Mahattanadul S, Ridtitid W, Nima S, Phdoongsombut N, Ratanasuwon P, Kasiwong S (2011) Effects of Morinda citrifolia aqueous fruit extract and its biomarker scopoletin on reflux esophagitis and gastric ulcer in rats. J Ethnopharmacol 134:243–250CrossRefGoogle Scholar
  13. 13.
    Xiao F, Zhai Z, Jiang C, Liu X, Li H, Qu X, Ouyang Z, Fan Q, Tang T, Qin A, Gu D (2015) Geraniin suppresses RANKL-induced osteoclastogenesis in vitro and ameliorates wear particle-induced osteolysis in mouse model. Exp Cell Res 330:91–101CrossRefGoogle Scholar
  14. 14.
    Yang Y, Zhang L, Fan X, Qin C, Liu J (2012) Antiviral effect of Geraniin on human enterovirus 71 in vitro and in vivo. Bioorg Med Chem Lett 22:2209–2211CrossRefGoogle Scholar
  15. 15.
    Wang X, Chen Z, Li X, Jiang ZK, Zhao YQ, Ping FF (2017) Geraniin suppresses ovarian cancer growth through inhibition of NF-kB activation and downregulation of Mcl-1 expression. J Biochem Mol Toxicol.  https://doi.org/10.1002/jbt.21929 CrossRefPubMedGoogle Scholar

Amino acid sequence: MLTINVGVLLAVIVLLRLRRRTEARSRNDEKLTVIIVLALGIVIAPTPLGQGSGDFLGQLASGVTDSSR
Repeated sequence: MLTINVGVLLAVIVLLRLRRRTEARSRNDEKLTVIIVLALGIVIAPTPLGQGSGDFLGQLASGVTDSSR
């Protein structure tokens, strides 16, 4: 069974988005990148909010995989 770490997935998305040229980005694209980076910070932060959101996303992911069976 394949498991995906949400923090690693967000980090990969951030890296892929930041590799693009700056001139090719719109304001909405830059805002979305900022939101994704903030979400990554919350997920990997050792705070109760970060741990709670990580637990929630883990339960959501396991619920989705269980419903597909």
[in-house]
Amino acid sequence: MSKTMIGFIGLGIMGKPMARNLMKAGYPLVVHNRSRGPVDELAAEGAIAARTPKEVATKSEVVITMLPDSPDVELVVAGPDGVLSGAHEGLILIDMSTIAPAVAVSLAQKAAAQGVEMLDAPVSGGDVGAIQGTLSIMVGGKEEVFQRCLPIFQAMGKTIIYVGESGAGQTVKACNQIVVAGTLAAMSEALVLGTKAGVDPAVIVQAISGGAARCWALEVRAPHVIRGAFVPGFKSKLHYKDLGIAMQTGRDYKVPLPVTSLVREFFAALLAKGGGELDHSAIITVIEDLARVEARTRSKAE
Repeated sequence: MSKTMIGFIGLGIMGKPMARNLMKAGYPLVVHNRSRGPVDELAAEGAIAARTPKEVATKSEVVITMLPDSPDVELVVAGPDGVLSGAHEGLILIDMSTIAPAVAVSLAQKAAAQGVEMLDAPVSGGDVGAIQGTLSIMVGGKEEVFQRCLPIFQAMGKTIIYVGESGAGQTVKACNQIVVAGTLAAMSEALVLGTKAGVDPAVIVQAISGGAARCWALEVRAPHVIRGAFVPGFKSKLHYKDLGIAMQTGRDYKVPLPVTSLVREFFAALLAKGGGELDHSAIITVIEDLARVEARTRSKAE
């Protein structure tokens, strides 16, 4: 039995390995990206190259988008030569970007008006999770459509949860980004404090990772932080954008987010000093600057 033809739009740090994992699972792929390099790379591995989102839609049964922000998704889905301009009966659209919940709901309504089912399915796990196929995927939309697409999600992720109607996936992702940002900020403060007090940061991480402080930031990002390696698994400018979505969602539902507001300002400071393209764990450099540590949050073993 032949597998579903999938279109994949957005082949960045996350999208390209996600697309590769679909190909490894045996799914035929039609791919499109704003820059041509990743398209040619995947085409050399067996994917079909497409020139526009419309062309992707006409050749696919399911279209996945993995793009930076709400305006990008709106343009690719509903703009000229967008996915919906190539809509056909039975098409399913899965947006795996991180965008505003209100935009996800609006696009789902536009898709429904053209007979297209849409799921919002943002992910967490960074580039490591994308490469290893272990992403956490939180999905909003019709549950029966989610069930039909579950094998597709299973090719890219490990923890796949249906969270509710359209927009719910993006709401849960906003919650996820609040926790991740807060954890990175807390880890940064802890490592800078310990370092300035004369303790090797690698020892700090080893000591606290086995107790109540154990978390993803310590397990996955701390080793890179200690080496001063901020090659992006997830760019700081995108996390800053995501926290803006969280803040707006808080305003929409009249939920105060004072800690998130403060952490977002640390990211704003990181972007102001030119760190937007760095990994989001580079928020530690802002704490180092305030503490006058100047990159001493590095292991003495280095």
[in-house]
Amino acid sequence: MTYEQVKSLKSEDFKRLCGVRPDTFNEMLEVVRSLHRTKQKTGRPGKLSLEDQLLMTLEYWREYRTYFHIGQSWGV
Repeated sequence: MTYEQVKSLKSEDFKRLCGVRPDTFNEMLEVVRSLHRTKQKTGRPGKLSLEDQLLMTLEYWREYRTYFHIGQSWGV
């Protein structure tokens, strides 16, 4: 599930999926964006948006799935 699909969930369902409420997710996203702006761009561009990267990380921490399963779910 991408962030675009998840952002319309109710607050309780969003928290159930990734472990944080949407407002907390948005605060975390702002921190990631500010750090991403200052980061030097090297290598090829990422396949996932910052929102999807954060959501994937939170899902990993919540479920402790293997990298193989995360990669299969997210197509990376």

16. 16.
    Zhu G, Xin X, Liu Y, Huang Y, Li K, Wu C (2017) Geraniin attenuates LPS-induced acute lung injury via inhibiting NF-kB and activating Nrf2 signaling pathways. Oncotarget 8(14):22835–22841PubMedPubMedCentralGoogle Scholar
  17. 17.
    Kwon OJ, Choo BK, Lee JY, Kim MY, Shin SH, Seo BI, Seo YB, Rhee MH, Shin MR, Kim GN, Park CH, Roh SS (2016) Protective effect of Rhei Rhizoma on reflux esophagitis in rats via Nrf2-mediated inhibition of NF-kB signaling pathway. BMC Complement Altern Med 16:7CrossRefGoogle Scholar
  18. 18.
    Gupta S, Ahsan AU, Wani A, Khajuria V, Nazir LA, Sharma S, Bhagat A, Raj Sharma P, Bhardwaj S, Peerzada KJ, Ali Shah B, Ahmed Z (2018) The amino analogue of β-boswellic acid efficiently attenuates the release of pro-inflammatory mediators than its parent compound through the suppression of NF-κB/IκBα signalling axis. Cytokine 107:93–104CrossRefGoogle Scholar
  19. 19.
    Akanda MR, Nam HH, Tian W, Islam A, Choo BK, Park BY (2018) Regulation of JAK2/STAT3 and NF-kB signal transduction pathways; Veronica polita alleviates dextran sulfate sodium-induced murine colitis. Biomed Pharmacother 100:296–303CrossRefGoogle Scholar